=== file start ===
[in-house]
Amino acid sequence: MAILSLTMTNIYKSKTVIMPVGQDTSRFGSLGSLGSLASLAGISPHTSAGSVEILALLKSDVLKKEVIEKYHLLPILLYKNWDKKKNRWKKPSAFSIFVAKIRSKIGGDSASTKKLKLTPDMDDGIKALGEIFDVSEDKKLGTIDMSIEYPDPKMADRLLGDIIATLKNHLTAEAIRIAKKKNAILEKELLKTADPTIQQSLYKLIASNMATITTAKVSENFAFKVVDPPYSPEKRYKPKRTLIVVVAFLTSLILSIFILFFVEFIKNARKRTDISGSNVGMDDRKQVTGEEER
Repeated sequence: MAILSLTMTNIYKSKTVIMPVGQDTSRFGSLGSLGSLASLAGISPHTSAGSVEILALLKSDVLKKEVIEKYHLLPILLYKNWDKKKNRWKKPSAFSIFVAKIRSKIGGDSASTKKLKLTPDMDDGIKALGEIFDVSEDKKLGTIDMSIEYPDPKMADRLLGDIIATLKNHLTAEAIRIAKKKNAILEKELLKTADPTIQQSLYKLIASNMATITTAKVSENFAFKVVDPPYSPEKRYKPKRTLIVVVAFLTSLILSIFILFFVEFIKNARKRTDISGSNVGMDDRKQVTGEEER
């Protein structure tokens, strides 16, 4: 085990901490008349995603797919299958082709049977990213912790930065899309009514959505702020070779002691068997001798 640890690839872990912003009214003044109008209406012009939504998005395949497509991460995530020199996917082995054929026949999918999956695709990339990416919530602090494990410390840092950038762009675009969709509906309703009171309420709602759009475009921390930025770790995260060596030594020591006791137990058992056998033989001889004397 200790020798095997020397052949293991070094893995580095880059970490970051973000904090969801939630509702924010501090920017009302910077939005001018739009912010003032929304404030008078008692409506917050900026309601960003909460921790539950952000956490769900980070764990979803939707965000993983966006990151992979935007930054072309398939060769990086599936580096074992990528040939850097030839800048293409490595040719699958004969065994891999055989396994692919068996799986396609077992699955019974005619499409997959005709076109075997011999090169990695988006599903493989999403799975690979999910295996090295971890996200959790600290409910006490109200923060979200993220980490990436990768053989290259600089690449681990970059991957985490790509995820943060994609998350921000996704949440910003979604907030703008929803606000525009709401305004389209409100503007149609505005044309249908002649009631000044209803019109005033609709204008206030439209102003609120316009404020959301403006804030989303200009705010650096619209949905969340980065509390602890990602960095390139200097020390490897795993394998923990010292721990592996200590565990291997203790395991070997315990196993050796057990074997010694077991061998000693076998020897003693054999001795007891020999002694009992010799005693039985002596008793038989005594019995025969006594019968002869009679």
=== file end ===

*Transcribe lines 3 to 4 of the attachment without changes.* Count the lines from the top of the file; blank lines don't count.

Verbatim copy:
Repeated sequence: MAILSLTMTNIYKSKTVIMPVGQDTSRFGSLGSLGSLASLAGISPHTSAGSVEILALLKSDVLKKEVIEKYHLLPILLYKNWDKKKNRWKKPSAFSIFVAKIRSKIGGDSASTKKLKLTPDMDDGIKALGEIFDVSEDKKLGTIDMSIEYPDPKMADRLLGDIIATLKNHLTAEAIRIAKKKNAILEKELLKTADPTIQQSLYKLIASNMATITTAKVSENFAFKVVDPPYSPEKRYKPKRTLIVVVAFLTSLILSIFILFFVEFIKNARKRTDISGSNVGMDDRKQVTGEEER
């Protein structure tokens, strides 16, 4: 085990901490008349995603797919299958082709049977990213912790930065899309009514959505702020070779002691068997001798 640890690839872990912003009214003044109008209406012009939504998005395949497509991460995530020199996917082995054929026949999918999956695709990339990416919530602090494990410390840092950038762009675009969709509906309703009171309420709602759009475009921390930025770790995260060596030594020591006791137990058992056998033989001889004397 200790020798095997020397052949293991070094893995580095880059970490970051973000904090969801939630509702924010501090920017009302910077939005001018739009912010003032929304404030008078008692409506917050900026309601960003909460921790539950952000956490769900980070764990979803939707965000993983966006990151992979935007930054072309398939060769990086599936580096074992990528040939850097030839800048293409490595040719699958004969065994891999055989396994692919068996799986396609077992699955019974005619499409997959005709076109075997011999090169990695988006599903493989999403799975690979999910295996090295971890996200959790600290409910006490109200923060979200993220980490990436990768053989290259600089690449681990970059991957985490790509995820943060994609998350921000996704949440910003979604907030703008929803606000525009709401305004389209409100503007149609505005044309249908002649009631000044209803019109005033609709204008206030439209102003609120316009404020959301403006804030989303200009705010650096619209949905969340980065509390602890990602960095390139200097020390490897795993394998923990010292721990592996200590565990291997203790395991070997315990196993050796057990074997010694077991061998000693076998020897003693054999001795007891020999002694009992010799005693039985002596008793038989005594019995025969006594019968002869009679």